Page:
Dr Andrej Maruai, a Slovene psychiatrist involved in organizing the conference, presented a paper called "Suicide in Europe: Genetics, Literacy and Poverty" which convincingly shows the links between the social factors of literacy and poverty, and suicidal behavior. . . . According to Maruai's theory, the higher any given country's literacy rate and the lower that country's GNP, the more likely the country is to have a high suicide rate. The theory can be convincingly applied to the countries with the highest suicide rates in Europe, namely the three Baltic states, Hungary and Slovenia, where literacy is at almost 100 percent and where the GNP and standard of living have been adversely affected by the transition process. Western European and Mediterranean countries have lower literacy rates, more stable GNPs and, accordingly, lower suicide rates. Maruai maintains that better-educated people, especially in countries in transition, are more conscious of their current lower social and economic positions and are therefore more likely to resort to suicide. Furthermore, such people are more familiar with more effective means of taking their own lives, thereby increasing the suicide rate.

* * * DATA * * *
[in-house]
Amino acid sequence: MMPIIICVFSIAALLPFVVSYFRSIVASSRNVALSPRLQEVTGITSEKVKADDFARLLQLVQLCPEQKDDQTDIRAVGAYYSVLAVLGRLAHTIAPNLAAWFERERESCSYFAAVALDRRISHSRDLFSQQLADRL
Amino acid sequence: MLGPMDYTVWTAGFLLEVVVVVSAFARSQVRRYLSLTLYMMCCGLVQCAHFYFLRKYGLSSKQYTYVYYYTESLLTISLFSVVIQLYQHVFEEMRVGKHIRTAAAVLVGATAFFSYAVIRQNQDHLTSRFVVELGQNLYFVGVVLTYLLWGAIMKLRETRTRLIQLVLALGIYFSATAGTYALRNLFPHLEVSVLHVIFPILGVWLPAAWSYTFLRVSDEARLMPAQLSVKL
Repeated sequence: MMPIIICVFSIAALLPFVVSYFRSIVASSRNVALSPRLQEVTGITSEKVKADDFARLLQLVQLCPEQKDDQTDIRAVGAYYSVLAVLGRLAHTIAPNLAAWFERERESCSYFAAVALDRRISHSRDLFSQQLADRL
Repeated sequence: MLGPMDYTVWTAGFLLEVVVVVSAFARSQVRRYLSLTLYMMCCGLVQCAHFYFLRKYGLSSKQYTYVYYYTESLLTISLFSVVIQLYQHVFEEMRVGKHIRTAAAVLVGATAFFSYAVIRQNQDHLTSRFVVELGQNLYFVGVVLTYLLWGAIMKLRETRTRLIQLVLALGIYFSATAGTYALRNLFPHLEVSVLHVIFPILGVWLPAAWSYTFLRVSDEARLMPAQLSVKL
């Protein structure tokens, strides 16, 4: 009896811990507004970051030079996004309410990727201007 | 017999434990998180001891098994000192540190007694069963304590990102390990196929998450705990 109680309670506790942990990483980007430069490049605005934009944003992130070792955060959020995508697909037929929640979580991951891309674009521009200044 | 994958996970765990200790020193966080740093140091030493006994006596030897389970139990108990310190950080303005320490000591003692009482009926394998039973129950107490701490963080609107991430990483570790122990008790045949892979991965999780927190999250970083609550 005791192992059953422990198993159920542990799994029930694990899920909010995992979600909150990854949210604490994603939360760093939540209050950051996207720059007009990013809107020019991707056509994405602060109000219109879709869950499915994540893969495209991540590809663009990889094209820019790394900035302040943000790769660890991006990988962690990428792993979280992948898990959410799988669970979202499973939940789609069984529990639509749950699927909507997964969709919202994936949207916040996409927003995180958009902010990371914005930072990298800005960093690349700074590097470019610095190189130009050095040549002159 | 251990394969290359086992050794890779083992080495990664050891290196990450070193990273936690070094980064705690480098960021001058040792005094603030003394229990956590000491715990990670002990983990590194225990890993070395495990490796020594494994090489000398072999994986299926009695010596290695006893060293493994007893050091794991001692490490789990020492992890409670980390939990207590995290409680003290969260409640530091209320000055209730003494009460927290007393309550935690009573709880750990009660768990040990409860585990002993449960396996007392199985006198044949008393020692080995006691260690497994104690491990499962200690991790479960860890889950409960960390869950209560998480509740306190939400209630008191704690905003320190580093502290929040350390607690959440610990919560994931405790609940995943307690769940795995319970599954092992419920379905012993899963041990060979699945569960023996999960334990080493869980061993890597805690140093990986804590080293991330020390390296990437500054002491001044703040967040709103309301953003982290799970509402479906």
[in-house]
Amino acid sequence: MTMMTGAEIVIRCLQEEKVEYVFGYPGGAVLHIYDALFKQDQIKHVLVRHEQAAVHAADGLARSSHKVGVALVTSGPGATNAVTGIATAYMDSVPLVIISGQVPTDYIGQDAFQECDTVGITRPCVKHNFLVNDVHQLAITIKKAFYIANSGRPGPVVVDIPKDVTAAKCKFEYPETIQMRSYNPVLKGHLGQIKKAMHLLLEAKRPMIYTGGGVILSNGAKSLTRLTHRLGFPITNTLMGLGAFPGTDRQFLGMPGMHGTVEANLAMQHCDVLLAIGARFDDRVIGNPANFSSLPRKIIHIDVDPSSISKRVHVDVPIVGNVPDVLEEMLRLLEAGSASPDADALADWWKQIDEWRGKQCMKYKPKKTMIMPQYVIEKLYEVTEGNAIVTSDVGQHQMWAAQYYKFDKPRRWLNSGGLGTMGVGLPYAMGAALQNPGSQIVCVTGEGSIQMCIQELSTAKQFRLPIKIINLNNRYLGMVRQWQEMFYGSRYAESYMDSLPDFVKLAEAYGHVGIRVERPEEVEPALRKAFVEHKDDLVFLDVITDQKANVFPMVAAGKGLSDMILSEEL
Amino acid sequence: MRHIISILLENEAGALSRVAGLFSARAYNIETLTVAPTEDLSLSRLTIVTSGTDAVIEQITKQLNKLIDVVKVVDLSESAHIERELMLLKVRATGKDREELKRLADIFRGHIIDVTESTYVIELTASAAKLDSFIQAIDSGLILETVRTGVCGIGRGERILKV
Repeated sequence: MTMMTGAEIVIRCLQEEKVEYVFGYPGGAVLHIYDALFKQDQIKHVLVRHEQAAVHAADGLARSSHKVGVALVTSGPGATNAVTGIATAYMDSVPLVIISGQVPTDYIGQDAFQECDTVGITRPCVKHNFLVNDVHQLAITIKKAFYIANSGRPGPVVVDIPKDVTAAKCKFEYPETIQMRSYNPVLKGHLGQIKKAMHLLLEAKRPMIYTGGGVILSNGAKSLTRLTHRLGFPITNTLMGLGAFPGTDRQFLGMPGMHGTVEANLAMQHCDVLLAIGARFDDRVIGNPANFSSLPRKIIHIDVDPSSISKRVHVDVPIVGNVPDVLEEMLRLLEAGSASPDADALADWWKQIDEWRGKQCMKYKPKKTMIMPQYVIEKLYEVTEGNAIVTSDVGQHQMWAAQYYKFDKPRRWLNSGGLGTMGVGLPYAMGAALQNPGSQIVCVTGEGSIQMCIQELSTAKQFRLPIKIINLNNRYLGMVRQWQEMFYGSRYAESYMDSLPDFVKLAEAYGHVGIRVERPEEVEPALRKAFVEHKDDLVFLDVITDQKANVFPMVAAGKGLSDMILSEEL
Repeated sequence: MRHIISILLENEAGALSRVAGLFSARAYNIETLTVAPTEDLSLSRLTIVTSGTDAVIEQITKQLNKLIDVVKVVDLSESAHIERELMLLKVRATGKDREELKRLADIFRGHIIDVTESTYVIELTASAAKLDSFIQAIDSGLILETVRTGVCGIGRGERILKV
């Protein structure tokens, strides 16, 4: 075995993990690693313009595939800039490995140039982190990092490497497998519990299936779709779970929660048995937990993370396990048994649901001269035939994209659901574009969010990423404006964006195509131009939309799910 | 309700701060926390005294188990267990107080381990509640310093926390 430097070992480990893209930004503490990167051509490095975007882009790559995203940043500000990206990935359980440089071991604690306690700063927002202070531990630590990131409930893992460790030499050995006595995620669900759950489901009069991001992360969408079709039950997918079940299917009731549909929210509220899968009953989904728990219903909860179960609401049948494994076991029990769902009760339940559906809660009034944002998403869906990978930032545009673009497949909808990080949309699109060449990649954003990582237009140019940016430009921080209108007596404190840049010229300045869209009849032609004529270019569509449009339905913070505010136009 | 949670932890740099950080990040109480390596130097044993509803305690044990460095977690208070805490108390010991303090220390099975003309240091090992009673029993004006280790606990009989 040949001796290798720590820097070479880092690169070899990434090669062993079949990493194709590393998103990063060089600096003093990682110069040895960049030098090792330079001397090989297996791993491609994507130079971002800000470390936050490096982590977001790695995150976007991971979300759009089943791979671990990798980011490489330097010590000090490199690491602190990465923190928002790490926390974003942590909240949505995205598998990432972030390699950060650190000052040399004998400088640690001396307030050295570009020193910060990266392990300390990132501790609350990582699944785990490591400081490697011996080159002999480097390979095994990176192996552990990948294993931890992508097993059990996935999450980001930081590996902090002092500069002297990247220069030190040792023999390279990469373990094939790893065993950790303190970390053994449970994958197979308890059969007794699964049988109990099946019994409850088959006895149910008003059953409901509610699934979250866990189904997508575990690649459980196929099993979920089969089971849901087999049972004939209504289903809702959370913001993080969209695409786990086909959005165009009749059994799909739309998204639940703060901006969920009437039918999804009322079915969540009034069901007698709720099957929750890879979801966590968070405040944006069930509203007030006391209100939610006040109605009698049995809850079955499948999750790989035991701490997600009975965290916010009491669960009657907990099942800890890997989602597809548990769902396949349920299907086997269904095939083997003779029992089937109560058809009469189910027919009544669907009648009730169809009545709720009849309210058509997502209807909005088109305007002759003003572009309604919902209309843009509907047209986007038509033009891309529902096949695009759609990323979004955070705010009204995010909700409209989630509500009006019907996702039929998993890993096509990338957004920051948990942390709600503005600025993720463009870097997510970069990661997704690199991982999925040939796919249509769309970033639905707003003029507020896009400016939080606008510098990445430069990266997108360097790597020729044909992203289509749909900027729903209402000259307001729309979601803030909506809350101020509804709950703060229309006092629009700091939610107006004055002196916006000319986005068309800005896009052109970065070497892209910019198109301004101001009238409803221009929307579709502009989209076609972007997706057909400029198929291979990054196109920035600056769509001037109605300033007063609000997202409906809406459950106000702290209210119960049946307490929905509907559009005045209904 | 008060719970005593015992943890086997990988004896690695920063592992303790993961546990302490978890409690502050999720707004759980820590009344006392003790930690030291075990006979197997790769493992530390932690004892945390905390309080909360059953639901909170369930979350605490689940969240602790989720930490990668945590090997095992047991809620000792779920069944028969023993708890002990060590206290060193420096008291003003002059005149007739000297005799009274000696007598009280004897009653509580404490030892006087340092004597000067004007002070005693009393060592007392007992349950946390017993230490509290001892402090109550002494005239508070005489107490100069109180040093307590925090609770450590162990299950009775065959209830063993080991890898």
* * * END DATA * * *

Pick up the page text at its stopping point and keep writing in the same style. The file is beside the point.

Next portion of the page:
Reading this I was immediately reminded of those powerful scenes from Frederick Douglass’s Narrative that involve his rise to literacy. Sophia Auld, the wife of his master, started to teach him to read but was reproached by her husband, who told her that literacy “would forever unfit him to be a slave. He would at once become manageable and of no value to his master. As to himself, it could do him no good, but a great deal of harm. It would make him discontented and unhappy.” Much later, Douglass began to feel that in many ways Hugh Auld was correct. “I would at times feel that learning to read had been a curse rather than a blessing. It had given me a view of my wretched condition, without the remedy. It opened my eyes to the horrible pit, but offered me no ladder upon which to get out.” Those of us who love reading often praise its ability to open our eyes to other worlds, other lives, other possibilities. We don't often pause to note that such opening can, for some, be a mixed blessing at best.